Polly Nichols, Annie Chapman, Liz Stride, Kate Eddowes, and Mary Jane Kelly might be contenders for the most written about women in all of history, and yet their names mean little unless connected with that of their killer: Jack the Ripper. Every text that pursues the Ripper must mention them-and describe their mutilated bodies in detail-but the women themselves remain just as mysterious as their murderer. It has been over a century since the Ripper stalked prostitutes through the streets of Whitechapel, and myriad authors have tried again and again to give the murderer a name, a face, and a biography. But what of the women?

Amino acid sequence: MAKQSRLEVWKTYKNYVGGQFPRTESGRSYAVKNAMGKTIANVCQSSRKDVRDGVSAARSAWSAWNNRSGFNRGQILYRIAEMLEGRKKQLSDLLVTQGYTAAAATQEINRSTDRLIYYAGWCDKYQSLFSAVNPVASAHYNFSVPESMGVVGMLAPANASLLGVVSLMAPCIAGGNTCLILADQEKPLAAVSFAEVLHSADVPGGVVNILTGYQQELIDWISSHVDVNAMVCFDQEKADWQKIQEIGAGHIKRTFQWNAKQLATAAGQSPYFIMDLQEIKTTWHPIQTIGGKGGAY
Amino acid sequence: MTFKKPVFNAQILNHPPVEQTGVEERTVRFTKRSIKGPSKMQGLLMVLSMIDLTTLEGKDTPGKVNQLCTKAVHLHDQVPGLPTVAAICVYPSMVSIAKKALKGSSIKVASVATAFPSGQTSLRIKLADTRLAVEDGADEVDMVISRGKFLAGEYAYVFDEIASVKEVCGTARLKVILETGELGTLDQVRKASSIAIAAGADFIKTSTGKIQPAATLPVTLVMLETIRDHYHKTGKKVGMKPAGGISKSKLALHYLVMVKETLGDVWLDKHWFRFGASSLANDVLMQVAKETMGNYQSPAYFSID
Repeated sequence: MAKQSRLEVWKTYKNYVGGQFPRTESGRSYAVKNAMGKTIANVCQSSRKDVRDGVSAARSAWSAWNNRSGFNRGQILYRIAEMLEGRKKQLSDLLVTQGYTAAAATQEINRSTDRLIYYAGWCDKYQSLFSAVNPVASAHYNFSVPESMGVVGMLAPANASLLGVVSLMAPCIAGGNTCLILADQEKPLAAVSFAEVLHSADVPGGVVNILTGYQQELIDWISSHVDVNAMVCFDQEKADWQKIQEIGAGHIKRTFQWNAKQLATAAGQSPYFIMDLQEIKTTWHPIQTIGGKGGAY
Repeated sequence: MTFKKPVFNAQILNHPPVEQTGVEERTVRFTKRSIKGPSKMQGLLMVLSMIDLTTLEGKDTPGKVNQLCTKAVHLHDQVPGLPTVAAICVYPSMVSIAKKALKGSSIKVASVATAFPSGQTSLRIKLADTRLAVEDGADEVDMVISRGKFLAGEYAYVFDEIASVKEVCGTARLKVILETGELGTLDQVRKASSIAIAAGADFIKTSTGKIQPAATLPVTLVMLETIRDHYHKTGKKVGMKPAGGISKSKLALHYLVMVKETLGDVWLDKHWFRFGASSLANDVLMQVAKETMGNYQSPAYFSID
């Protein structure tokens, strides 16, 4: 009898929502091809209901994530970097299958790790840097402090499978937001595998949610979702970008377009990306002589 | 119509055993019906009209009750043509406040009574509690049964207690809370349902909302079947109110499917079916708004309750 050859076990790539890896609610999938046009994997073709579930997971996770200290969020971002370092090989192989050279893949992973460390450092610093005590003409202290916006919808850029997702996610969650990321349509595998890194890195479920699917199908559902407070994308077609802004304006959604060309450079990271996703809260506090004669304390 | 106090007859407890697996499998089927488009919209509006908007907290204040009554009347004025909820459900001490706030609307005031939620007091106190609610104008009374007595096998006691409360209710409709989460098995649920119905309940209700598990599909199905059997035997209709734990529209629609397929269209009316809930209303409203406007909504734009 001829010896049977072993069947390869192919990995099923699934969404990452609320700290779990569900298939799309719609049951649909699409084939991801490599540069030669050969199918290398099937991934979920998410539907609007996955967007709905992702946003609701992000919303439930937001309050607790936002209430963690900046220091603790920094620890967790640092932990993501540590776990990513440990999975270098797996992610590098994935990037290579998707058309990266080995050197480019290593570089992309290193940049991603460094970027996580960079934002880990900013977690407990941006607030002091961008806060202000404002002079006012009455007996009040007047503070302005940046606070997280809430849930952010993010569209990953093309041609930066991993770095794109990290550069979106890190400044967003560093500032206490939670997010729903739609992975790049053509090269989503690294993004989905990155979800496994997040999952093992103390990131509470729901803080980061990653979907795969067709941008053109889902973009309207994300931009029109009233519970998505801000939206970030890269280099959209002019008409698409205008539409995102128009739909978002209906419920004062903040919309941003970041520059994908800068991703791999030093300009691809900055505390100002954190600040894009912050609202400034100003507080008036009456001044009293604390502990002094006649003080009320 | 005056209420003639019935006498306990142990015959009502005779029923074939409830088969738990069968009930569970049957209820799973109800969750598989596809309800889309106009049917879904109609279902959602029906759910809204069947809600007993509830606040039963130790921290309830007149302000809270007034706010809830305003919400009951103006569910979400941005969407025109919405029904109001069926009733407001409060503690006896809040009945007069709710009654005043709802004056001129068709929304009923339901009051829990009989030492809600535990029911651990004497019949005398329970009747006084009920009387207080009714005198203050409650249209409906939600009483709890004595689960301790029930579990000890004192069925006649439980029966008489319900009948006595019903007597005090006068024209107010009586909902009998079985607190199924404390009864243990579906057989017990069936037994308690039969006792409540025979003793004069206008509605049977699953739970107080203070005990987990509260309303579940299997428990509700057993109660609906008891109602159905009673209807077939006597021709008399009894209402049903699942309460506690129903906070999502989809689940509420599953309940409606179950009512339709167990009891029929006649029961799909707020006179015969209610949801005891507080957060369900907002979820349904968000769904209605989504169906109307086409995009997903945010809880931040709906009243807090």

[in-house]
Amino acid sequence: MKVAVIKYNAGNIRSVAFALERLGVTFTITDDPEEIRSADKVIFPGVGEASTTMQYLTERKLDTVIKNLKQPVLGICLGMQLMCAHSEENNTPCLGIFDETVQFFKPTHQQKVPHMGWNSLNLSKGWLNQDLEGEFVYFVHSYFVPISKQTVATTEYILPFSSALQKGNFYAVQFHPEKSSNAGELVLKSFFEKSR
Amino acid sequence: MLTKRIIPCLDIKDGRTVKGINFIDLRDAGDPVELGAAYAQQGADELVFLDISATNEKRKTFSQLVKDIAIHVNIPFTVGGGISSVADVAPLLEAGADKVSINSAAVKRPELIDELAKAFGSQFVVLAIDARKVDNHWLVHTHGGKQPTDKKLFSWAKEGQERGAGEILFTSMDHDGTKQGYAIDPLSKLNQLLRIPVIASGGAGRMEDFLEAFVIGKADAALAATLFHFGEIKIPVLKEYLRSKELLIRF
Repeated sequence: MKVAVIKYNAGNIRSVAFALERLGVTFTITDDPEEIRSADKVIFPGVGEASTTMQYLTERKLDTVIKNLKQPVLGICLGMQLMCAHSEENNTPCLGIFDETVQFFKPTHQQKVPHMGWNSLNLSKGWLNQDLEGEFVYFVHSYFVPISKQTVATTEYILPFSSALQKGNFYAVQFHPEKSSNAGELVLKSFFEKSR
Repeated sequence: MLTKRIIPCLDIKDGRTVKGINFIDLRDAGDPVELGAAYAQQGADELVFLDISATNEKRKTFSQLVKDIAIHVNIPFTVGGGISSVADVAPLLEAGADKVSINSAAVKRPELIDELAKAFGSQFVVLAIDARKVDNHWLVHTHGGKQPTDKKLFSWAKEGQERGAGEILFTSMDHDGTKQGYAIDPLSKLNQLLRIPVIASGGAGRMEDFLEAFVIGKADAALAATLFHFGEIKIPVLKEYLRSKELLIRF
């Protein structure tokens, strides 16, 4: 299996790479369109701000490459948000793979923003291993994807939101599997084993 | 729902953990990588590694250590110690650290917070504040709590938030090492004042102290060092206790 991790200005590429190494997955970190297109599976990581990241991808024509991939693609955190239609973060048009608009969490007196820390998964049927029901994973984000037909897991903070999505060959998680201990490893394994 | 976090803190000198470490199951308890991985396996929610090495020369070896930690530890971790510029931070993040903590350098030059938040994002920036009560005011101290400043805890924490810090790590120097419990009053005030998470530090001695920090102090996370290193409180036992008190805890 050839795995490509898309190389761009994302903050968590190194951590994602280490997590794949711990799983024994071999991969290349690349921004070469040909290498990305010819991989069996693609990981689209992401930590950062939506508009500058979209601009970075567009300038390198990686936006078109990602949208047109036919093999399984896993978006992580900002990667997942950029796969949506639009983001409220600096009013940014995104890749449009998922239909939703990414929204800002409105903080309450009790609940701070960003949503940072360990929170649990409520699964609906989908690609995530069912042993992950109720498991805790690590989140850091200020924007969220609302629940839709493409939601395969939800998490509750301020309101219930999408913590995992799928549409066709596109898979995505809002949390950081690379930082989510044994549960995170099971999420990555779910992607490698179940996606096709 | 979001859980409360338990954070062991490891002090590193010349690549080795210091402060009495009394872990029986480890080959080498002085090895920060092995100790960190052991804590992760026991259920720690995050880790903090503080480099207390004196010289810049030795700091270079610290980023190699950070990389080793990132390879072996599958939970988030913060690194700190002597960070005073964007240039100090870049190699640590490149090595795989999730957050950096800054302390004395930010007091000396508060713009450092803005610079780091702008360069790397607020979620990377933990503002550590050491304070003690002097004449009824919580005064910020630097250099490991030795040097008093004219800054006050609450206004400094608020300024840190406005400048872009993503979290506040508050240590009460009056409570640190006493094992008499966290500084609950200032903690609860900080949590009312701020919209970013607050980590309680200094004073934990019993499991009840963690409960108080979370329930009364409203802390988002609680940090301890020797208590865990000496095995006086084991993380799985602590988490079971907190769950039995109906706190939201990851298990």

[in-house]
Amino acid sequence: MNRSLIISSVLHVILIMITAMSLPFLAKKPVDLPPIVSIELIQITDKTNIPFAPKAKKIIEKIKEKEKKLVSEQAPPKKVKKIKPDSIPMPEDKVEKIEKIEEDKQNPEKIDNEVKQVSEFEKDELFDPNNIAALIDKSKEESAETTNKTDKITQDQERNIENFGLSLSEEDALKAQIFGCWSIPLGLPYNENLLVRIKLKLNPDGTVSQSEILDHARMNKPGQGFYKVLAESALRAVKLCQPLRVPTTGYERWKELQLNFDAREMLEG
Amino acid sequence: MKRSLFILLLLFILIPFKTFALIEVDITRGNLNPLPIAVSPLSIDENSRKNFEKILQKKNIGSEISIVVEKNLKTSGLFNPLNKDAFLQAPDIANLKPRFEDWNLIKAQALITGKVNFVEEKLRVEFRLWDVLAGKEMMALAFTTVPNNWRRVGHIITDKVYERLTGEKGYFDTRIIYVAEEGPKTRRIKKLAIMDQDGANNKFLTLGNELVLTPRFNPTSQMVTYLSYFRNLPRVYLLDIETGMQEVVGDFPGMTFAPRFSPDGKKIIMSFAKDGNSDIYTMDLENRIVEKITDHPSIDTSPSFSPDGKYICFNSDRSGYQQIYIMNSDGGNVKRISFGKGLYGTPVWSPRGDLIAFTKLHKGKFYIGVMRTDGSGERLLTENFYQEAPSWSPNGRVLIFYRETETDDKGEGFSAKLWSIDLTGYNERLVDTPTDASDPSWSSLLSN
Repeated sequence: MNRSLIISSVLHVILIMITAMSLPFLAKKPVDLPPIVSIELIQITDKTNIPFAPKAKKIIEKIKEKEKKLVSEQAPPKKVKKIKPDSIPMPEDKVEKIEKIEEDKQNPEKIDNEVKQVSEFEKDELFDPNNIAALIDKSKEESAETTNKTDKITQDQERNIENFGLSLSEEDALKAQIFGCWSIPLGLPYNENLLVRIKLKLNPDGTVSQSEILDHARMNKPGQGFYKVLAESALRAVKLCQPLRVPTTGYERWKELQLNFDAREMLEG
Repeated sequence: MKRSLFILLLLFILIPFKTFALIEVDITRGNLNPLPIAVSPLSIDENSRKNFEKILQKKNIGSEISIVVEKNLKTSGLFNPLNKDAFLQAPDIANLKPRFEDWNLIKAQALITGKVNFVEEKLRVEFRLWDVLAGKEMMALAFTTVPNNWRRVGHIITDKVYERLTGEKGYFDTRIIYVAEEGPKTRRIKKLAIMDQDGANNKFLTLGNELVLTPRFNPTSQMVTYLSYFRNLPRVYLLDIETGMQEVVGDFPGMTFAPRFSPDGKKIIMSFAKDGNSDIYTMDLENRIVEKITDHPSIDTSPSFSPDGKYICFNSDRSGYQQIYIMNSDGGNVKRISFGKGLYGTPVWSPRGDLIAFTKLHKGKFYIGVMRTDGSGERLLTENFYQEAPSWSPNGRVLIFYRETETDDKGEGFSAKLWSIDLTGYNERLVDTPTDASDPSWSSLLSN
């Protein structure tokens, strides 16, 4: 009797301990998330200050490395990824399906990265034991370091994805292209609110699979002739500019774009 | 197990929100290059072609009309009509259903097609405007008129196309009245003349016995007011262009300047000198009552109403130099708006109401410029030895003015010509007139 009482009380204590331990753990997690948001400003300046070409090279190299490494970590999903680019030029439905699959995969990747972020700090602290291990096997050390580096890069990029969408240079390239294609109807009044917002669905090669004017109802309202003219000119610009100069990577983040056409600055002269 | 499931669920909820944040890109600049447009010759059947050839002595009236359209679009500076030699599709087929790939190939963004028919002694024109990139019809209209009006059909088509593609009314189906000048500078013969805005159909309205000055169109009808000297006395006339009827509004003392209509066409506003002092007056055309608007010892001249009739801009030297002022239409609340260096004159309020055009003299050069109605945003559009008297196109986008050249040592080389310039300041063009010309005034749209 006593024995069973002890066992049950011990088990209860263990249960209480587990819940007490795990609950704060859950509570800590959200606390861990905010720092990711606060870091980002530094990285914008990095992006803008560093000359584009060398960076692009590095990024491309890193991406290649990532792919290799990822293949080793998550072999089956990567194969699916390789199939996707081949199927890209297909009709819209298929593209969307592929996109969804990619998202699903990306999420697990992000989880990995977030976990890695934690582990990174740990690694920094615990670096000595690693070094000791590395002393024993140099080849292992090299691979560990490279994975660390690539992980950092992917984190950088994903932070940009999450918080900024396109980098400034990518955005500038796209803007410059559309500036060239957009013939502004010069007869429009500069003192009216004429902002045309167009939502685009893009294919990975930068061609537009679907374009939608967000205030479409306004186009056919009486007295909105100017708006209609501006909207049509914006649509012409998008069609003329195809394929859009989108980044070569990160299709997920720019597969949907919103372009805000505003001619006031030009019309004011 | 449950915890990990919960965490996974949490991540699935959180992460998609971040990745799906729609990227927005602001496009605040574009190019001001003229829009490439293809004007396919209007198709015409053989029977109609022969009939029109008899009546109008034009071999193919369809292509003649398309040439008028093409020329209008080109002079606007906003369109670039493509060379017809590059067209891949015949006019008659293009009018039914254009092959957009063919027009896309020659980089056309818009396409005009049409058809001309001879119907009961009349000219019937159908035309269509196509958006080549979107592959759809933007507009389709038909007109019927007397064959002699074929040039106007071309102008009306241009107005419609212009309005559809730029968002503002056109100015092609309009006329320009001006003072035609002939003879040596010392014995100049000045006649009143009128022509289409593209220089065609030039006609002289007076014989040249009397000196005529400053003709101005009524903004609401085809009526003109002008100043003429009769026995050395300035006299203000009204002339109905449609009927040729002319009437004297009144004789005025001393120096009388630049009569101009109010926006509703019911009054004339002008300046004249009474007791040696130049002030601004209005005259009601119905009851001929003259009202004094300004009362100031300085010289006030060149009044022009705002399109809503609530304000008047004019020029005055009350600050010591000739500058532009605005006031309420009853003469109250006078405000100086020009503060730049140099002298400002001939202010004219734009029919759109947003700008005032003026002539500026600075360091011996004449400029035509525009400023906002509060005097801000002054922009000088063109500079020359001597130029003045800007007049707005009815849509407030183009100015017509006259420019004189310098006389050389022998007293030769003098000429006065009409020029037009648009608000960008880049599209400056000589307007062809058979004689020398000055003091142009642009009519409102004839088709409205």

Here for the first time we see a survey of what those books have had to say about the Canonical Five victims of Jack the Ripper. These authors have at times nearly passed over the living women in order to focus on their corpses, but each has revealed something about how contemporary society viewed those who met the Ripper's knife. This book explores the changing attitudes toward these five women in order to examine how cultural perception of victims has-or has not-changed since the Victorian era.